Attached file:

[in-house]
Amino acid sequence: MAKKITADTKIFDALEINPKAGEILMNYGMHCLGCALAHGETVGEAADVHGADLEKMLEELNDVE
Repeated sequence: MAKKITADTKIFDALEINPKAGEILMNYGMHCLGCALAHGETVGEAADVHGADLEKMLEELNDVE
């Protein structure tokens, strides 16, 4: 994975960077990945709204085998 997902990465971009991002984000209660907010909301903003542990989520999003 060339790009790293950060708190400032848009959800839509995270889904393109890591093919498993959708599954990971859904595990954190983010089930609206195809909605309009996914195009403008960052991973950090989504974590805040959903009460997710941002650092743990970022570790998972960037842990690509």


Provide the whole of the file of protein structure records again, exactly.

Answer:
[in-house]
Amino acid sequence: MAKKITADTKIFDALEINPKAGEILMNYGMHCLGCALAHGETVGEAADVHGADLEKMLEELNDVE
Repeated sequence: MAKKITADTKIFDALEINPKAGEILMNYGMHCLGCALAHGETVGEAADVHGADLEKMLEELNDVE
């Protein structure tokens, strides 16, 4: 994975960077990945709204085998 997902990465971009991002984000209660907010909301903003542990989520999003 060339790009790293950060708190400032848009959800839509995270889904393109890591093919498993959708599954990971859904595990954190983010089930609206195809909605309009996914195009403008960052991973950090989504974590805040959903009460997710941002650092743990970022570790998972960037842990690509």